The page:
You’ve heard about ecosystems: the way all living things in a given area interact with each other and their environment. There’s a similar concept in sustainability called “industrial ecology,” which is the notion that industrial processes benefit from mimicking the closed-loop efficiency, or circular economy, of a natural ecosystem.
Here at Domtar, we’re focusing on building circular economies at each of our mills. Our Plymouth and Marlboro mills, for example, produce nutrient-balanced fertilizers for agricultural crops. And now, our Windsor Mill is closing its sustainability loop by giving back to the 400,000 acres of forestlands that support its operations.
Circular Economy Turns Waste Into Nutrients
André Gravel, Windsor Mill’s fiber manager, says it’s all about rethinking waste. “The point is to stop talking about waste and instead talk about how you can make something out of what used to be waste,” he says. “There’s much more than one way to do that, but the idea is circularity.”
The mill and its operations are an integral part of a circular economy that starts with trees. Trees harvested from the mill’s forestlands through responsible forestry practices are treated carefully to ensure the highest value for their fiber. The sawmills that receive the higher-value wood send the lower-value wood — such as bark and excess chips — back to the mill for other uses. The mill uses chips to make pulp and paper, and it burns bark to produce steam, which dries the mill’s paper and powers its turbine generator. The generator produces electricity that’s sold to Hydro-Québec to power homes in the surrounding communities.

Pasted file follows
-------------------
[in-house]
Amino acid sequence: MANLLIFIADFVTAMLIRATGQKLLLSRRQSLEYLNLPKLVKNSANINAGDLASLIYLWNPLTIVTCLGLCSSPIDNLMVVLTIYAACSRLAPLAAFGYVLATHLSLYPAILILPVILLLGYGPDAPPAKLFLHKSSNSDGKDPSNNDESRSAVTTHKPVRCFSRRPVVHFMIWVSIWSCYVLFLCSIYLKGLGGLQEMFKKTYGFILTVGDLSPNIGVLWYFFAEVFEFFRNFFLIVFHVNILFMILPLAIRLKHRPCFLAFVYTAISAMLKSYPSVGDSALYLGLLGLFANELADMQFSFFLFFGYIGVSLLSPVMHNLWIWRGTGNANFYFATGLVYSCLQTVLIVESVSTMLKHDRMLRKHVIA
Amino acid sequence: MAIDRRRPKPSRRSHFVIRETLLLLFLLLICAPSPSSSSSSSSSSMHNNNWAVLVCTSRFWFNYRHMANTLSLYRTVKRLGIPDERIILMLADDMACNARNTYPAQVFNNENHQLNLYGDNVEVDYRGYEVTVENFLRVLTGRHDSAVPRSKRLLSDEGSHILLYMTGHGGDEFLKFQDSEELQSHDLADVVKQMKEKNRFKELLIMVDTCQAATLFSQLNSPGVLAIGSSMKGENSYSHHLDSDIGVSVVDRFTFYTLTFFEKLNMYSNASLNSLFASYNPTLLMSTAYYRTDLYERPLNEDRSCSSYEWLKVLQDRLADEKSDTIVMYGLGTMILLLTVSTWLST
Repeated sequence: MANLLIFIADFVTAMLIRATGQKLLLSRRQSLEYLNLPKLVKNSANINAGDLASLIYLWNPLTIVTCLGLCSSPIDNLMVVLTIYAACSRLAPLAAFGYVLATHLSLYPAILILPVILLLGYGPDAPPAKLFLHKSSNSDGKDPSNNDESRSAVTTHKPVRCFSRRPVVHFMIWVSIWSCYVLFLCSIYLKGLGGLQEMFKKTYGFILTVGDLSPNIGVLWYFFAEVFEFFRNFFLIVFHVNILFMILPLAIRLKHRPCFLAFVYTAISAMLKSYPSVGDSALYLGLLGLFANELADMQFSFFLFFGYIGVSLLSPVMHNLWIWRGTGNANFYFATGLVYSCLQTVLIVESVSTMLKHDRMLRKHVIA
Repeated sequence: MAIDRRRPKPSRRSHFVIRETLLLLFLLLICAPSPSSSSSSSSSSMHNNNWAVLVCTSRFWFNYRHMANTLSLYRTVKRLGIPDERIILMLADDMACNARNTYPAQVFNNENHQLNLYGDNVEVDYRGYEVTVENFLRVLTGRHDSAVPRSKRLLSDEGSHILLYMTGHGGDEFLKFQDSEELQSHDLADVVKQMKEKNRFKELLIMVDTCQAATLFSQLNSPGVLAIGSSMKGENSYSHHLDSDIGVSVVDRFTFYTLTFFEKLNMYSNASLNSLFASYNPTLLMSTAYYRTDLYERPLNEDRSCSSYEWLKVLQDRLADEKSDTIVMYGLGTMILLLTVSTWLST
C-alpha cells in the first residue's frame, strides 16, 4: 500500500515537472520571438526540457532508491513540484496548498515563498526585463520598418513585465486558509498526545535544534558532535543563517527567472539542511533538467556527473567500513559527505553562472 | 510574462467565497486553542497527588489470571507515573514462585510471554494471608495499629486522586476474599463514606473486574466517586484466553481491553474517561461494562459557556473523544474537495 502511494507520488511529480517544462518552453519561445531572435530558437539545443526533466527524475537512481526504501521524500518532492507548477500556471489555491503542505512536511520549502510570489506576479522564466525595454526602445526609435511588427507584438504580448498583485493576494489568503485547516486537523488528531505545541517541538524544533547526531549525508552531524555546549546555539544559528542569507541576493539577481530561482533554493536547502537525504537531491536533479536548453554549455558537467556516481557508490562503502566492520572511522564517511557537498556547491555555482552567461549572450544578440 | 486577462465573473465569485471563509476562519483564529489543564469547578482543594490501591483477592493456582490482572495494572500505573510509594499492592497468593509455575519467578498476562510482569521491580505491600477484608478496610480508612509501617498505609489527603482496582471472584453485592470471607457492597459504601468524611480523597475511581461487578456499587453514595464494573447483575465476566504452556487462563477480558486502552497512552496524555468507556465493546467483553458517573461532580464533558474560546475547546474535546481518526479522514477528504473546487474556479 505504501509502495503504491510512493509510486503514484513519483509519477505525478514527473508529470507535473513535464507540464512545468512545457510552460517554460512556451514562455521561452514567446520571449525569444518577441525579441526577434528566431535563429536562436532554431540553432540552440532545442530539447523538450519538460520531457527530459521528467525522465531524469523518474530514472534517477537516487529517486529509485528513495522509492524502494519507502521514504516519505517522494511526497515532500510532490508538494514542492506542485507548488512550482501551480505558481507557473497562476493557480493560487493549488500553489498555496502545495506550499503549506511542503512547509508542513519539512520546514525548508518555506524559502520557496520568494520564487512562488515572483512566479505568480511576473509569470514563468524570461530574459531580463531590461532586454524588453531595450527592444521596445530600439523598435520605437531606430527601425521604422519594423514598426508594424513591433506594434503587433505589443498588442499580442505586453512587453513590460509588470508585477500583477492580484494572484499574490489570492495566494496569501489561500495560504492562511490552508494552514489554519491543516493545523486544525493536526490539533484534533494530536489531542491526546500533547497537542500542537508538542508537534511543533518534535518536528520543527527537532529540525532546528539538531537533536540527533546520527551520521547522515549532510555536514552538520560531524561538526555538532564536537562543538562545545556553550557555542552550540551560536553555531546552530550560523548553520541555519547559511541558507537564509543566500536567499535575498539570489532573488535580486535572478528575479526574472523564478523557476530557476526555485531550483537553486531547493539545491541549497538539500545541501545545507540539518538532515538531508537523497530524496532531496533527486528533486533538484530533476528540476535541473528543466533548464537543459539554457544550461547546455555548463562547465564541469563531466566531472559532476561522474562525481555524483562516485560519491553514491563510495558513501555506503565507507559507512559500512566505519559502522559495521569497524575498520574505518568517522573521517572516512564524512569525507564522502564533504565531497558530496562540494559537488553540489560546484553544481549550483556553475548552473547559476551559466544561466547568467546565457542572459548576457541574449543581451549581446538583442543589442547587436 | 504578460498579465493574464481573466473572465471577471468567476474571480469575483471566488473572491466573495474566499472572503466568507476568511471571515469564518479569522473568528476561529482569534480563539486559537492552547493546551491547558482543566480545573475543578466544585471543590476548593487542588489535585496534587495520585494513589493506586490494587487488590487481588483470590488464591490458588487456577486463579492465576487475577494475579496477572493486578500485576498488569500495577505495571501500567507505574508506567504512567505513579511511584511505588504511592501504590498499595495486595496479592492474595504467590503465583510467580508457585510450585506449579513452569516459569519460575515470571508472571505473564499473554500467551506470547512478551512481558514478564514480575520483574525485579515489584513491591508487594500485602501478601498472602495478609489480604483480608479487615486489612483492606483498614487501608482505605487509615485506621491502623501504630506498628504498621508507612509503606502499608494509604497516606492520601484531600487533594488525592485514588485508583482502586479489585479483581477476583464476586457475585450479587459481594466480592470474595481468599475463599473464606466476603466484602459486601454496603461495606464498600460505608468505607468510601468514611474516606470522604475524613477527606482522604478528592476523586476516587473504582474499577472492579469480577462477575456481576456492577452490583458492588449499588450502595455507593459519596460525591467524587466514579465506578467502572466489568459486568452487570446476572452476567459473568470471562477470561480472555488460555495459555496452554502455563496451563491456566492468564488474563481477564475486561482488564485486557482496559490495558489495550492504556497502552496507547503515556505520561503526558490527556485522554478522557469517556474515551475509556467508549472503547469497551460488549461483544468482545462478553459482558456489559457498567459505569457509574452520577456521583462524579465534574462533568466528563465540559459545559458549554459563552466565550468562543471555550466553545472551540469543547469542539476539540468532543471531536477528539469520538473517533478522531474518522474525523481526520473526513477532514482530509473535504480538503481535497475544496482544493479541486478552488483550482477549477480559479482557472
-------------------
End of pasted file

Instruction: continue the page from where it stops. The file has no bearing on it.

Finally, the mill returns manufacturing byproducts to the forests it manages in the form of a stabilized mixture of potassium-rich wood ash, acid-balancing lime and other soil amendments that are used as a fertilizer to grow new sugar maple trees. The Windsor Mill also puts those sugar maple trees to work while they’re growing by allowing local maple syrup producers to harvest sap from the trees.
In addition, Gravel says the mill now uses sludge — a slushy effluent mixture from the pulp- and paper-making process that used to be its single largest waste stream — as a fertilizer to help grow hybrid poplar trees.
“We used to fill landfills with leftover waste,” Gravel says, but this innovative approach to capturing and recycling nutrients is helping the Windsor Mill reduce how much waste it sends to landfills. “Ninety-five percent of what we used to consider waste is now being reused.”
The best part of Windsor Mill’s circular economy? It’s expected to extend the life of the Windsor landfill by about 40 years.
“We’re working with renewable natural resources,” Gravel says. “Instead of just taking from the environment, what we’re really doing is taking care of it.”